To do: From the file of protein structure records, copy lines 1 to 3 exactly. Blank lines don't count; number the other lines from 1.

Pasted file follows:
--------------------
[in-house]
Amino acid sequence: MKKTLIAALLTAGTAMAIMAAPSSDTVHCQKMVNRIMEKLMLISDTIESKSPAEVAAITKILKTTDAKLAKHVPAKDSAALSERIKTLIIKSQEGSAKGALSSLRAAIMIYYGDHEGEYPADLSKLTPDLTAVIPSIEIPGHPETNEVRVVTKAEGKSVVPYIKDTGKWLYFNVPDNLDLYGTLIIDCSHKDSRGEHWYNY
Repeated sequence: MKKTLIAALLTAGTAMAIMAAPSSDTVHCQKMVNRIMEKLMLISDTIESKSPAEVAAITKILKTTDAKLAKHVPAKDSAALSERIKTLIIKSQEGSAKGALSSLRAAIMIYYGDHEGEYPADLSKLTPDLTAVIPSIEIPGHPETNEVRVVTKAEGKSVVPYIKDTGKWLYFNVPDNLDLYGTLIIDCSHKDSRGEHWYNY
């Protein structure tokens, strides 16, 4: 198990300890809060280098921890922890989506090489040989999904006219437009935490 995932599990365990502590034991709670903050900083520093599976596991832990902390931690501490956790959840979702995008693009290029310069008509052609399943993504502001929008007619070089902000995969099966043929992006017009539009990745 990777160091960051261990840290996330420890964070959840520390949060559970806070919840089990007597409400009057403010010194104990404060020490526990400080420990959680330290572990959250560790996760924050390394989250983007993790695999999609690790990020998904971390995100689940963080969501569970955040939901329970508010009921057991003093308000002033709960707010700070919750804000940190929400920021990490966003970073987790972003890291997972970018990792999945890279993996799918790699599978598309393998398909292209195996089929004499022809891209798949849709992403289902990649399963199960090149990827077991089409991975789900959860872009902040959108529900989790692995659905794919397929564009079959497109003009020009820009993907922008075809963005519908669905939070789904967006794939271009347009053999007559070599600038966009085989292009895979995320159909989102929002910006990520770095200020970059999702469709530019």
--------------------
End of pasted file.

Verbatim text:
[in-house]
Amino acid sequence: MKKTLIAALLTAGTAMAIMAAPSSDTVHCQKMVNRIMEKLMLISDTIESKSPAEVAAITKILKTTDAKLAKHVPAKDSAALSERIKTLIIKSQEGSAKGALSSLRAAIMIYYGDHEGEYPADLSKLTPDLTAVIPSIEIPGHPETNEVRVVTKAEGKSVVPYIKDTGKWLYFNVPDNLDLYGTLIIDCSHKDSRGEHWYNY
Repeated sequence: MKKTLIAALLTAGTAMAIMAAPSSDTVHCQKMVNRIMEKLMLISDTIESKSPAEVAAITKILKTTDAKLAKHVPAKDSAALSERIKTLIIKSQEGSAKGALSSLRAAIMIYYGDHEGEYPADLSKLTPDLTAVIPSIEIPGHPETNEVRVVTKAEGKSVVPYIKDTGKWLYFNVPDNLDLYGTLIIDCSHKDSRGEHWYNY